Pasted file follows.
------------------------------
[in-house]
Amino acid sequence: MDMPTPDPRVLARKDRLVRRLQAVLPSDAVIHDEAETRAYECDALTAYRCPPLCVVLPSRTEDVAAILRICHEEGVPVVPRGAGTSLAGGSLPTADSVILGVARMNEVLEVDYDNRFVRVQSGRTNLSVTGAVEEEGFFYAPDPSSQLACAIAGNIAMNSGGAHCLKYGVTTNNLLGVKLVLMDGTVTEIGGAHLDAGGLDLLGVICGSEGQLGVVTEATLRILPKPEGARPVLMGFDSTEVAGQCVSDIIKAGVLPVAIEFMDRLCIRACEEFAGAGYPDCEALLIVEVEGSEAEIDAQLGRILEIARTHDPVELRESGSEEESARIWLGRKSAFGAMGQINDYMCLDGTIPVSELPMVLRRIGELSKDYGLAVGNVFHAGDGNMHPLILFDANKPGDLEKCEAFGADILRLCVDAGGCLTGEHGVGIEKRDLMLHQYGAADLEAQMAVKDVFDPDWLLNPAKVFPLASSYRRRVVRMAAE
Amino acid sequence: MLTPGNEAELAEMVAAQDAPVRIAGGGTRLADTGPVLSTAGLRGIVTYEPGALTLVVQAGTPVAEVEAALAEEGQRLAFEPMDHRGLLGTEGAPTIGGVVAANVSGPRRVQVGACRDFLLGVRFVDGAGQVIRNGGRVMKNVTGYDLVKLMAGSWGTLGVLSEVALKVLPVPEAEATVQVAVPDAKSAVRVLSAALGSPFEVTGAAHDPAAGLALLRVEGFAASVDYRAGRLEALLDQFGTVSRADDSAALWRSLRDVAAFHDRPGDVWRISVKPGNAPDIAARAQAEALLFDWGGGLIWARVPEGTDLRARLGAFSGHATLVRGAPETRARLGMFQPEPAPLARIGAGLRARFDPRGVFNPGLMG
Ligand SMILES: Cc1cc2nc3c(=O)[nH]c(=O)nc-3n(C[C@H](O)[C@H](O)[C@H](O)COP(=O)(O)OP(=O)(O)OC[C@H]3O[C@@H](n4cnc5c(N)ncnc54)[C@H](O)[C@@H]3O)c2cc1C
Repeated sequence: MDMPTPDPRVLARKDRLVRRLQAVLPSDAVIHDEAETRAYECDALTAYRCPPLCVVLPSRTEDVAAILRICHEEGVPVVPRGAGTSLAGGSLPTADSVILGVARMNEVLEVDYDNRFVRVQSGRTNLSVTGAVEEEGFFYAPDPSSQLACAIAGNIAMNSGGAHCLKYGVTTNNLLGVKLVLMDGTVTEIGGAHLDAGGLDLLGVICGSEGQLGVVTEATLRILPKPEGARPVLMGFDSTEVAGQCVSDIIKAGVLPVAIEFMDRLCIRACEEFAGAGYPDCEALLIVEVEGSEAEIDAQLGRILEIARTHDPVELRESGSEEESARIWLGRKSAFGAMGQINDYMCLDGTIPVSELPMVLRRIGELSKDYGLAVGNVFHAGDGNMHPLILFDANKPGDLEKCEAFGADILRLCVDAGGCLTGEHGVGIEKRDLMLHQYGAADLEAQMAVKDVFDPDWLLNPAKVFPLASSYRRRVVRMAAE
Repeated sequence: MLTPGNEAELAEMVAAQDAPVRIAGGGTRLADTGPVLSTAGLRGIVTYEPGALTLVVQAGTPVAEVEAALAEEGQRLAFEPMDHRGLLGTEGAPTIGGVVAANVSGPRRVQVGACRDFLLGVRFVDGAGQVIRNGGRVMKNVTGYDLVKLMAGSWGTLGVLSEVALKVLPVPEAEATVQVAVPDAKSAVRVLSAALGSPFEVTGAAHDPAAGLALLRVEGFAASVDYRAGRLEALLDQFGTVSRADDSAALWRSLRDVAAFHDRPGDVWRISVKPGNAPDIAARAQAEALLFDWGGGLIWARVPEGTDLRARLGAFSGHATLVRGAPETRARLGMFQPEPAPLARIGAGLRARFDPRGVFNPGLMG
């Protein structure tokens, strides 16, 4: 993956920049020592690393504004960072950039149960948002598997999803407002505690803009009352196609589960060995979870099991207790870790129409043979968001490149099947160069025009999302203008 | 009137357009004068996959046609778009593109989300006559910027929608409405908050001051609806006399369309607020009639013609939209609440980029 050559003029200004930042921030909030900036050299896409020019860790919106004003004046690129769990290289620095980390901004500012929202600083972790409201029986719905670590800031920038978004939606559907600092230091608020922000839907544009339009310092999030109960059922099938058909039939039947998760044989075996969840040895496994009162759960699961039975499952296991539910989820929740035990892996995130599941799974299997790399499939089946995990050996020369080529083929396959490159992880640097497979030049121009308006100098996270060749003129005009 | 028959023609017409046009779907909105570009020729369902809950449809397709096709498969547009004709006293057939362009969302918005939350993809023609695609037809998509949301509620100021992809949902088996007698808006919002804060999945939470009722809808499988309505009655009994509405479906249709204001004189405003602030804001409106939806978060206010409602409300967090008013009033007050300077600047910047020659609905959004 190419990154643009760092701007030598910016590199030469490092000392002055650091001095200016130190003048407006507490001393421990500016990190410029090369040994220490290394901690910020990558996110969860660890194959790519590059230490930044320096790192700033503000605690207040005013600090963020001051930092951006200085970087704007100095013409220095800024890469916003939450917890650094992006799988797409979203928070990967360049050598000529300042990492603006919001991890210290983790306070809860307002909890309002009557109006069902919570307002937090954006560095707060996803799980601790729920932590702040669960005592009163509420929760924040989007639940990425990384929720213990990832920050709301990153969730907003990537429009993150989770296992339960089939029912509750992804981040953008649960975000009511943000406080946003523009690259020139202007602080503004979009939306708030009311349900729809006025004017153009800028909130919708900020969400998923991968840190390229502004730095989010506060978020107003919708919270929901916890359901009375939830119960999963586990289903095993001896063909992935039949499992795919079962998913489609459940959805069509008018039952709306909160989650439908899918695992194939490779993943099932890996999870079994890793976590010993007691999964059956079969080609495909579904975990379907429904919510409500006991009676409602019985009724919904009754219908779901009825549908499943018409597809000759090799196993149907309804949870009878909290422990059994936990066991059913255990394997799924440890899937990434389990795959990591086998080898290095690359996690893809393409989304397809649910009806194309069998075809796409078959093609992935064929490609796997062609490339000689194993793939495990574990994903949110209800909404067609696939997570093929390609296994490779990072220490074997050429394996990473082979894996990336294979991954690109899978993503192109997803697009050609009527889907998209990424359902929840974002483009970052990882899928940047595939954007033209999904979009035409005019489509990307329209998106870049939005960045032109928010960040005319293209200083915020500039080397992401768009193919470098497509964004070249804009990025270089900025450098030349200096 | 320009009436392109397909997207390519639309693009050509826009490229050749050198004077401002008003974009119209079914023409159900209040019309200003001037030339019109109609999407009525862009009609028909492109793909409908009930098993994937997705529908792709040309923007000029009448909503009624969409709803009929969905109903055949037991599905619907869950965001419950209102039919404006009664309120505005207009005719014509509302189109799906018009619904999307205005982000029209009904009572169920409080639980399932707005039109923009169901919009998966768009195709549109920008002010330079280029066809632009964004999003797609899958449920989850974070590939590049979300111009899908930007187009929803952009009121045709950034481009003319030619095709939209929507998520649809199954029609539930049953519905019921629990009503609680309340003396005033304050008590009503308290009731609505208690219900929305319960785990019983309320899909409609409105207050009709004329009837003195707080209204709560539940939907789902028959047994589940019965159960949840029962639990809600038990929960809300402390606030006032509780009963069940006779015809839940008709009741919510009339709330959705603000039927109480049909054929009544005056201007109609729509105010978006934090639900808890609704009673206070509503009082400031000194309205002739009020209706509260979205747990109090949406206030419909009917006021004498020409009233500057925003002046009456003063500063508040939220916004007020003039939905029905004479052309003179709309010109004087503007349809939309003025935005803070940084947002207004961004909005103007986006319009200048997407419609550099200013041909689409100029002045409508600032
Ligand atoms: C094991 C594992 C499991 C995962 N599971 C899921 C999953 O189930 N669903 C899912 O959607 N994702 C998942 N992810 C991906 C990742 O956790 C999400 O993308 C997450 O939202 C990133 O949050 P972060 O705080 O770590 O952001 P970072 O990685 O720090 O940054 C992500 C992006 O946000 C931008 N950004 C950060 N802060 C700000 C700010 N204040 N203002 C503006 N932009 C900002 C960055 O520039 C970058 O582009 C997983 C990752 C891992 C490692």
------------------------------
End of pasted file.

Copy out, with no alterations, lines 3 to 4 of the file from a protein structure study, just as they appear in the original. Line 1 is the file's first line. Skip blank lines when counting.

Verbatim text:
Amino acid sequence: MLTPGNEAELAEMVAAQDAPVRIAGGGTRLADTGPVLSTAGLRGIVTYEPGALTLVVQAGTPVAEVEAALAEEGQRLAFEPMDHRGLLGTEGAPTIGGVVAANVSGPRRVQVGACRDFLLGVRFVDGAGQVIRNGGRVMKNVTGYDLVKLMAGSWGTLGVLSEVALKVLPVPEAEATVQVAVPDAKSAVRVLSAALGSPFEVTGAAHDPAAGLALLRVEGFAASVDYRAGRLEALLDQFGTVSRADDSAALWRSLRDVAAFHDRPGDVWRISVKPGNAPDIAARAQAEALLFDWGGGLIWARVPEGTDLRARLGAFSGHATLVRGAPETRARLGMFQPEPAPLARIGAGLRARFDPRGVFNPGLMG
Ligand SMILES: Cc1cc2nc3c(=O)[nH]c(=O)nc-3n(C[C@H](O)[C@H](O)[C@H](O)COP(=O)(O)OP(=O)(O)OC[C@H]3O[C@@H](n4cnc5c(N)ncnc54)[C@H](O)[C@@H]3O)c2cc1C